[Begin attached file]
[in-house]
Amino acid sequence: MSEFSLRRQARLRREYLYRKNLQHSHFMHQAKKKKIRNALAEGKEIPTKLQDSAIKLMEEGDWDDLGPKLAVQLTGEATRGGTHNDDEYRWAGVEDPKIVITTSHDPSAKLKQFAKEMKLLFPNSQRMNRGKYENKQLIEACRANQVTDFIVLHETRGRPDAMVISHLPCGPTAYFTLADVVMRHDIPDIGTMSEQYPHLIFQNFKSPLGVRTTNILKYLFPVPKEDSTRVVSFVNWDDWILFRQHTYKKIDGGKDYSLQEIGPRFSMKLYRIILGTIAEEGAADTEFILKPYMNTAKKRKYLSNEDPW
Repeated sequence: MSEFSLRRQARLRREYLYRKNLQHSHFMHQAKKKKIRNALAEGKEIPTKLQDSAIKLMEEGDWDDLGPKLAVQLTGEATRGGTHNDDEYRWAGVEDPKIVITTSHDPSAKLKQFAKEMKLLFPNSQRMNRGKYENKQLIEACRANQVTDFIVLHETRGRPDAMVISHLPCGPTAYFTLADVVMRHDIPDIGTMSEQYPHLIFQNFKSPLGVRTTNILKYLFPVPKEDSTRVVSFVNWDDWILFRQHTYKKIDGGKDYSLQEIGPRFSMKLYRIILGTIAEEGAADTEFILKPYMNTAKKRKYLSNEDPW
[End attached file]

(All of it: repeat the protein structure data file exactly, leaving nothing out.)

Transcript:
[in-house]
Amino acid sequence: MSEFSLRRQARLRREYLYRKNLQHSHFMHQAKKKKIRNALAEGKEIPTKLQDSAIKLMEEGDWDDLGPKLAVQLTGEATRGGTHNDDEYRWAGVEDPKIVITTSHDPSAKLKQFAKEMKLLFPNSQRMNRGKYENKQLIEACRANQVTDFIVLHETRGRPDAMVISHLPCGPTAYFTLADVVMRHDIPDIGTMSEQYPHLIFQNFKSPLGVRTTNILKYLFPVPKEDSTRVVSFVNWDDWILFRQHTYKKIDGGKDYSLQEIGPRFSMKLYRIILGTIAEEGAADTEFILKPYMNTAKKRKYLSNEDPW
Repeated sequence: MSEFSLRRQARLRREYLYRKNLQHSHFMHQAKKKKIRNALAEGKEIPTKLQDSAIKLMEEGDWDDLGPKLAVQLTGEATRGGTHNDDEYRWAGVEDPKIVITTSHDPSAKLKQFAKEMKLLFPNSQRMNRGKYENKQLIEACRANQVTDFIVLHETRGRPDAMVISHLPCGPTAYFTLADVVMRHDIPDIGTMSEQYPHLIFQNFKSPLGVRTTNILKYLFPVPKEDSTRVVSFVNWDDWILFRQHTYKKIDGGKDYSLQEIGPRFSMKLYRIILGTIAEEGAADTEFILKPYMNTAKKRKYLSNEDPW